"TTL" is a library for operations related to triangulations. TTL is not dependent on a specific data structure, but can be adapted to any type of triangulation defined by the user. Delaunay triangulation, add/remove nodes and search/traversing are examples of tools. The code is implemented in C++.
Constrained Delaunay Triangulation (CDT)
TTL is a generic triangulation library developed at SINTEF Applied Mathematics. TTL is generic in the sense that it does not rely on a special data structure. Thus, you can operate with your own application data structure and benefit from a variety of generic algorithms in TTL that can work directly on any data structure for triangulations.
If you do not want to bother with making your own data structure and adapt it to TTL, you can use one of the data structures that comes with TTL and use TTL as you would use any other triangulation library.
TTL is written in C++ and makes extensive use of function templates as a generic tool for the application programming interface. Moreover, it offers a new programming philosophy for triangulations based on a few clear and robust algebraic concepts which makes it easy to build applications and extend them with new functionality. The programming philosophy is somewhat like STL, The Standard Template Library, with iterator concepts. The code is limited to a few include files with the main interface in namespace ttl.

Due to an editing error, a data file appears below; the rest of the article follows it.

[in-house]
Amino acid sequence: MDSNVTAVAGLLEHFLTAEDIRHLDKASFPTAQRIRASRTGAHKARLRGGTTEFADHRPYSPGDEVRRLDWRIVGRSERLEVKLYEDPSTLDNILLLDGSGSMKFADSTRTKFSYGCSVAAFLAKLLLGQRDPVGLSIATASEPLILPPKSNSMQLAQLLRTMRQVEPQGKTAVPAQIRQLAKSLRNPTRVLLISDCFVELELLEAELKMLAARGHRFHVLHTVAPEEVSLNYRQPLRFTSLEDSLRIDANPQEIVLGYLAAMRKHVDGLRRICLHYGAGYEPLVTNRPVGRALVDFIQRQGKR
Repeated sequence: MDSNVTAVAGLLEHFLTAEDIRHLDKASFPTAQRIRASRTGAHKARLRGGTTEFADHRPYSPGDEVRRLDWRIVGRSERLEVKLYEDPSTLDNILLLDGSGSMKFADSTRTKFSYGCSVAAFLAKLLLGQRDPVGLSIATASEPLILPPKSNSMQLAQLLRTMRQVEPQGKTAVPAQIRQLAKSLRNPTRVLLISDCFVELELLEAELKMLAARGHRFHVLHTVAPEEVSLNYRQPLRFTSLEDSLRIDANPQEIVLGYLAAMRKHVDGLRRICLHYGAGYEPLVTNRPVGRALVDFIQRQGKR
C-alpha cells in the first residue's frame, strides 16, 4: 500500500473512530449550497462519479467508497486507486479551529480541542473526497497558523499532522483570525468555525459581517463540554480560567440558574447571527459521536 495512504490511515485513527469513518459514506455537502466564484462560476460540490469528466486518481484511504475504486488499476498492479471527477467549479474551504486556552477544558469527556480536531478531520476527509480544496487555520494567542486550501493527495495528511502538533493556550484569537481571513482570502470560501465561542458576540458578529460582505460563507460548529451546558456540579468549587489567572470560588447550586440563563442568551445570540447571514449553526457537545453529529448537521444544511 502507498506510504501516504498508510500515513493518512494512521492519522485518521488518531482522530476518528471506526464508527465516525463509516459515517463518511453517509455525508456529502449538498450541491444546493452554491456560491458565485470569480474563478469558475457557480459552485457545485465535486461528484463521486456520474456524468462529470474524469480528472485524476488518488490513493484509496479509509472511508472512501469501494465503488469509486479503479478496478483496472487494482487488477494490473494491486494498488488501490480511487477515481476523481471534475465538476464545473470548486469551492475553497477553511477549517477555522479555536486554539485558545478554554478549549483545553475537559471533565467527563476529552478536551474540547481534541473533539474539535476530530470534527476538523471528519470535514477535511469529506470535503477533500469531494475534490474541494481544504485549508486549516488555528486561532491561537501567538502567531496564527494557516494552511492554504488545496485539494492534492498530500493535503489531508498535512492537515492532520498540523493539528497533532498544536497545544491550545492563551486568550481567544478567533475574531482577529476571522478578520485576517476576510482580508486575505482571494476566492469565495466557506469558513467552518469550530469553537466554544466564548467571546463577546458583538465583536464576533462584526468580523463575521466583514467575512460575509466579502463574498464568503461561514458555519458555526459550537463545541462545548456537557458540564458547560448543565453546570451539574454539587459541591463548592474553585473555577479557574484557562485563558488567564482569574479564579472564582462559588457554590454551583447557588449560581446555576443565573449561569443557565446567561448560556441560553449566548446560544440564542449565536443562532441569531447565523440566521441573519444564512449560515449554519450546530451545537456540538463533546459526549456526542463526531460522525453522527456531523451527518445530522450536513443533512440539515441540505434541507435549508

Examples of generic tools currently available are:
A data structure represents the topology of the triangulation, i.e., how nodes, edges and triangles are glued together to form a triangulation. The well-known half-edge data structure is distributed with TTL and can be used if you do not have your own data structure. In the future we will also make other common data structures available.
The generic programming philosophy of TTL is published as one of the chapters the book:
The development of TTL has been supported by the Research Council of Norway under the research program 117644/223, "DYNAMAP II, Management and Use of Geodata".
TTL runs on a number of platforms, including Unix, Linux and Windows. If you have any problems it is straightforward to modify the source code. The C++ compiler must support the syntax:
TTL with the the half-edge data structure and its documentation, together with various examples and demos, can be downloaded from the downloads page.